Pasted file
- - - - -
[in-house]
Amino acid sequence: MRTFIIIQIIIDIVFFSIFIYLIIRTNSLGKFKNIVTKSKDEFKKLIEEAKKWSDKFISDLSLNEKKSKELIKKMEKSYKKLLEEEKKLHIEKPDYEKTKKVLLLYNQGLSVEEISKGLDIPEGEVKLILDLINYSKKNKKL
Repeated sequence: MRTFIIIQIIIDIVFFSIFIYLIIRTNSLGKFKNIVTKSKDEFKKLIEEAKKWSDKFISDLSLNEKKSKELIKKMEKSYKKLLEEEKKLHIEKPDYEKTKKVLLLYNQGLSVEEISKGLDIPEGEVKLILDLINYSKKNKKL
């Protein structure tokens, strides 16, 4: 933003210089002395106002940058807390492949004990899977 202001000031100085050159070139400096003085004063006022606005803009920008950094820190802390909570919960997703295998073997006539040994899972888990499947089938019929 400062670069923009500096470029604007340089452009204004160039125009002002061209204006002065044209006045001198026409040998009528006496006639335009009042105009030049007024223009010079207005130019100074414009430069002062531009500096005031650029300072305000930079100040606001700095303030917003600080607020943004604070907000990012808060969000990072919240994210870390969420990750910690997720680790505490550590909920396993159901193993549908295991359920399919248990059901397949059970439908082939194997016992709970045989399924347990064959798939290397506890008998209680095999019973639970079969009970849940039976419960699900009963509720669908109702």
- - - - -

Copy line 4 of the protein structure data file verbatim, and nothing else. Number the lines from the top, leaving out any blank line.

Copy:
């Protein structure tokens, strides 16, 4: 933003210089002395106002940058807390492949004990899977 202001000031100085050159070139400096003085004063006022606005803009920008950094820190802390909570919960997703295998073997006539040994899972888990499947089938019929 400062670069923009500096470029604007340089452009204004160039125009002002061209204006002065044209006045001198026409040998009528006496006639335009009042105009030049007024223009010079207005130019100074414009430069002062531009500096005031650029300072305000930079100040606001700095303030917003600080607020943004604070907000990012808060969000990072919240994210870390969420990750910690997720680790505490550590909920396993159901193993549908295991359920399919248990059901397949059970439908082939194997016992709970045989399924347990064959798939290397506890008998209680095999019973639970079969009970849940039976419960699900009963509720669908109702």